The U.S. men’s national soccer team will meet Panama in a World Cup qualifying match Tuesday night at CenturyLink Field.
On the eve of the game, both of these issues shared the spotlight: the game’s meaning to each nation’s hopes of advancing to Brazil next year, and Seattle’s role in hosting a World Cup qualifier after a 37-year absence.
“It’s fantastic for the city of Seattle,” Sounders FC coach Sigi Schmid said. “I think the Northwest deserves World Cup qualifiers because (of) the support that the Sounder fans have given to Sounders. … It’s just a tribute to the fans.”
However, that feel-good story was interrupted by a couple of controversies this week.
Some national media have pointed out that advance ticket sales of about 38,000 are well below the 53,679 the Sounders drew for Saturday’s Major League Soccer match against the Vancouver Whitecaps.
Meanwhile, national team players gave CenturyLink Field’s pitch mixed assessments bottoming out at “far from ideal.”
That one came from midfielder Michael Bradley on Monday before Team USA’s final practice on the temporary grass field installed last week over the FieldTurf usually used by the Sounders and Seahawks.
“You’d like to be playing on a field where it’s cut real short, and you’re able to get some water on the field before the game, and that creates a fast, wet surface that really is conducive to how we want to play,” Bradley said.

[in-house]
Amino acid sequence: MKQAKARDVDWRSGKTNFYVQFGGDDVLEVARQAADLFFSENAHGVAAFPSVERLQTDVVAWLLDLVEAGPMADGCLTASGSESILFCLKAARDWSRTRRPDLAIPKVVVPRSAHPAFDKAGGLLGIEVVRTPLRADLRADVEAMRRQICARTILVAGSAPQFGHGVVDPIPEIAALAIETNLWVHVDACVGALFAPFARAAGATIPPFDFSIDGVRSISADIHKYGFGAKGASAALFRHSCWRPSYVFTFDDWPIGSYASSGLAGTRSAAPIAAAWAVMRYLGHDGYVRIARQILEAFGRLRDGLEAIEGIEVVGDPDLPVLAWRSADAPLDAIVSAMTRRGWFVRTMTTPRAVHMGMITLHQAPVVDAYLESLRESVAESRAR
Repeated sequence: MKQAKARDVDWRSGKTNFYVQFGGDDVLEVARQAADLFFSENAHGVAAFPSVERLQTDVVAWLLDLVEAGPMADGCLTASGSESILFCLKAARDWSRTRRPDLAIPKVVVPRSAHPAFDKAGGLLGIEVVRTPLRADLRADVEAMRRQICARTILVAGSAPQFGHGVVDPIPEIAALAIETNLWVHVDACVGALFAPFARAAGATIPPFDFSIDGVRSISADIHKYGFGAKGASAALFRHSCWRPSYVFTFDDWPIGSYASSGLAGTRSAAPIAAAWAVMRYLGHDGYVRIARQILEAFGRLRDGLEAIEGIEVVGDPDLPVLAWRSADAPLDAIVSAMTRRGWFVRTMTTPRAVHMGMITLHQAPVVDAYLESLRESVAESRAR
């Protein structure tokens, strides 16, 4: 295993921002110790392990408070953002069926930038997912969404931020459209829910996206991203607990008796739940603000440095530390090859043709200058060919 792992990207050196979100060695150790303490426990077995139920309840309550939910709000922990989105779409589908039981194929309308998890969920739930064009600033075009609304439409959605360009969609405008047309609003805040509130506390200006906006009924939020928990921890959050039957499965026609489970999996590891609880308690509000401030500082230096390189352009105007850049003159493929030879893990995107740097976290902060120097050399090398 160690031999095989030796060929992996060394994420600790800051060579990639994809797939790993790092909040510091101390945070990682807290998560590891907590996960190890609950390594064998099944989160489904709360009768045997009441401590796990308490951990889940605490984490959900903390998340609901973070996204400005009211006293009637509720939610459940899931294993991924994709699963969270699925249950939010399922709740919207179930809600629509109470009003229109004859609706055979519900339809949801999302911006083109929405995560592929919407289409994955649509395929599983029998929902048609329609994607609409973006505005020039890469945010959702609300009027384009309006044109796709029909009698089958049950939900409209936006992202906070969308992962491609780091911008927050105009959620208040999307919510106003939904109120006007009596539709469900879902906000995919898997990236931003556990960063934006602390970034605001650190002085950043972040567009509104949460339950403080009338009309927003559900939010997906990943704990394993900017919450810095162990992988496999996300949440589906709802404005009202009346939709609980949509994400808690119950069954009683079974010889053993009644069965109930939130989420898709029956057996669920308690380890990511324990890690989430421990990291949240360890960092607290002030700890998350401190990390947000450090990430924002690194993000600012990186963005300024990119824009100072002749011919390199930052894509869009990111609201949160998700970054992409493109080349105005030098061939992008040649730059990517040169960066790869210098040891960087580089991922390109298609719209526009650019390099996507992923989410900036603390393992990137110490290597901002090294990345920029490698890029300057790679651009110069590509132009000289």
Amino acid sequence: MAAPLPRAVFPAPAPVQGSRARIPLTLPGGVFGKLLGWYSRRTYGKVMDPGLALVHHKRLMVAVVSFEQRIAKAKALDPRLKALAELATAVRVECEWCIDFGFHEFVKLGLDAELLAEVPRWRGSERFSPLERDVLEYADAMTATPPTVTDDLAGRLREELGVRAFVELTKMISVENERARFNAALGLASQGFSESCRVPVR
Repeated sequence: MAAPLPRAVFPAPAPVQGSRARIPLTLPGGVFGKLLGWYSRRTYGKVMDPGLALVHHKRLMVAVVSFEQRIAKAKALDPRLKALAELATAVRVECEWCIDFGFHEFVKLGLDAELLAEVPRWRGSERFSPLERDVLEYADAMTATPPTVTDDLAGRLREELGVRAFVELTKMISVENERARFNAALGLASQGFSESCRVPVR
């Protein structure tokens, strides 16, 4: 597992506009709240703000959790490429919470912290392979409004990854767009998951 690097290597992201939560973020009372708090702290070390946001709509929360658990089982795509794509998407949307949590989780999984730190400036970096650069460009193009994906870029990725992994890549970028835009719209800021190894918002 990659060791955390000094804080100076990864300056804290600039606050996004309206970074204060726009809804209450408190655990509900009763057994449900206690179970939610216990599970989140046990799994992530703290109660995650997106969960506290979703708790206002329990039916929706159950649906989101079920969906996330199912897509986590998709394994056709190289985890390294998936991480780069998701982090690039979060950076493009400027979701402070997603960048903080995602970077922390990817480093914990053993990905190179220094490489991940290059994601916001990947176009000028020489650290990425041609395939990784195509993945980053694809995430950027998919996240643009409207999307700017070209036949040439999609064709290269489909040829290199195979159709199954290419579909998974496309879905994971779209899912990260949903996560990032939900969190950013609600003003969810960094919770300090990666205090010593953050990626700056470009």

“Seattle certainly deserves a game, but I think the field unfortunately leaves a lot to be desired.”
At a news conference earlier in the day, U.S. team captain Clint Dempsey gave a more positive take.
“I would say the field is good,” he said. “I’d rather play on real grass over turf than to play on turf. … Both teams will be able to play good soccer, and it should make for a good game.”
This will be the first World Cup qualifier in Seattle since Oct. 20, 1976, when the U.S. beat Canada.
U.S. coach Jurgen Klinsmann said the national team doesn’t visit more often because of the time and distance needed for some U.S. players to leave their club teams in Europe, travel across the Atlantic Ocean and then continue on to a distant corner of the country.
He said U.S. Soccer finally chose to return because of Seattle’s reputation as the MLS attendance leader. Sounders teammates Brad Evans and Eddie Johnson are expected to play for the U.S. team Tuesday night.
“I’m good friends with Eddie Johnson, and he always tells me about what it’s like playing here in front of these fans,” Dempsey said. “It’s an atmosphere that’s comparable to playing in Europe.”
This match marks the midpoint of the 10-game qualifying tournament for both teams. Panama is fourth in the six-nation field at 1-0-3, while the United States is tied for first at 2-1-1 and feeling pretty good about itself after its 2-1 win at Jamaica last week.
“It’s a huge game for us,” Klinsmann said. “We badly want three points in this game and next week (vs. Honduras) in Salt Lake. Those are home games, and they’re must-wins. It was nice coming back from Jamaica with the three points. … Now all that matters is focusing on Panama, which is a really good team.”
The Sounders announced they loaned top draft pick Eriq Zavaleta to the NASL’s San Antonio Scorpions until June 23. … Six players from each MLS team were placed on the league’s All-Star ballot. The selected Sounders are goalkeeper Michael Gspurning, defenders Djimi Traore and DeAndre Yedlin, midfielders Osvaldo Alonso and Mauro Rosales, and forward Johnson. Fans may vote at mlssoccer.com.
Don Ruiz: 253-597-8808 firstname.lastname@example.org/soccer